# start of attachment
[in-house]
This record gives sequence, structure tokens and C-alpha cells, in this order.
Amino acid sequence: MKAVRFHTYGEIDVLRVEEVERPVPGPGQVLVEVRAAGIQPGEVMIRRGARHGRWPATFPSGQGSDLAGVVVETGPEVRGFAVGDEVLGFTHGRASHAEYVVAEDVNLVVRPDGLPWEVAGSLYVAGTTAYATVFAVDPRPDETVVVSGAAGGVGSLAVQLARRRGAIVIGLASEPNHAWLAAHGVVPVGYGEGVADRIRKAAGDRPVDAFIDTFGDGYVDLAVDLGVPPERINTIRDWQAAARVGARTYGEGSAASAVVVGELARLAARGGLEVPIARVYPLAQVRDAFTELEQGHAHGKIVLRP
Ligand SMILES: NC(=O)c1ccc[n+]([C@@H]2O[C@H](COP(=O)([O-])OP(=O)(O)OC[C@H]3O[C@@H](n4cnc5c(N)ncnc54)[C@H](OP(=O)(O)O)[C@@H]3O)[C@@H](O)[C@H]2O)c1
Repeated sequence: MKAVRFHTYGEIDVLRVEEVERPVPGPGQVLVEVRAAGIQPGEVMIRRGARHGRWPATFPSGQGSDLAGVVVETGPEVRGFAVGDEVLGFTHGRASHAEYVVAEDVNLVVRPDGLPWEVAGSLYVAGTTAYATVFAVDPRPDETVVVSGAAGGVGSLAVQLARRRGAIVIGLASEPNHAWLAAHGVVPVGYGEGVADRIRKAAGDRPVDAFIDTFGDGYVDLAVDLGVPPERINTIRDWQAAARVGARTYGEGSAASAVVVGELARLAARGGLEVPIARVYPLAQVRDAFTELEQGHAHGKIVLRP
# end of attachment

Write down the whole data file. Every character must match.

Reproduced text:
[in-house]
This record gives sequence, structure tokens and C-alpha cells, in this order.
Amino acid sequence: MKAVRFHTYGEIDVLRVEEVERPVPGPGQVLVEVRAAGIQPGEVMIRRGARHGRWPATFPSGQGSDLAGVVVETGPEVRGFAVGDEVLGFTHGRASHAEYVVAEDVNLVVRPDGLPWEVAGSLYVAGTTAYATVFAVDPRPDETVVVSGAAGGVGSLAVQLARRRGAIVIGLASEPNHAWLAAHGVVPVGYGEGVADRIRKAAGDRPVDAFIDTFGDGYVDLAVDLGVPPERINTIRDWQAAARVGARTYGEGSAASAVVVGELARLAARGGLEVPIARVYPLAQVRDAFTELEQGHAHGKIVLRP
Ligand SMILES: NC(=O)c1ccc[n+]([C@@H]2O[C@H](COP(=O)([O-])OP(=O)(O)OC[C@H]3O[C@@H](n4cnc5c(N)ncnc54)[C@H](OP(=O)(O)O)[C@@H]3O)[C@@H](O)[C@H]2O)c1
Repeated sequence: MKAVRFHTYGEIDVLRVEEVERPVPGPGQVLVEVRAAGIQPGEVMIRRGARHGRWPATFPSGQGSDLAGVVVETGPEVRGFAVGDEVLGFTHGRASHAEYVVAEDVNLVVRPDGLPWEVAGSLYVAGTTAYATVFAVDPRPDETVVVSGAAGGVGSLAVQLARRRGAIVIGLASEPNHAWLAAHGVVPVGYGEGVADRIRKAAGDRPVDAFIDTFGDGYVDLAVDLGVPPERINTIRDWQAAARVGARTYGEGSAASAVVVGELARLAARGGLEVPIARVYPLAQVRDAFTELEQGHAHGKIVLRP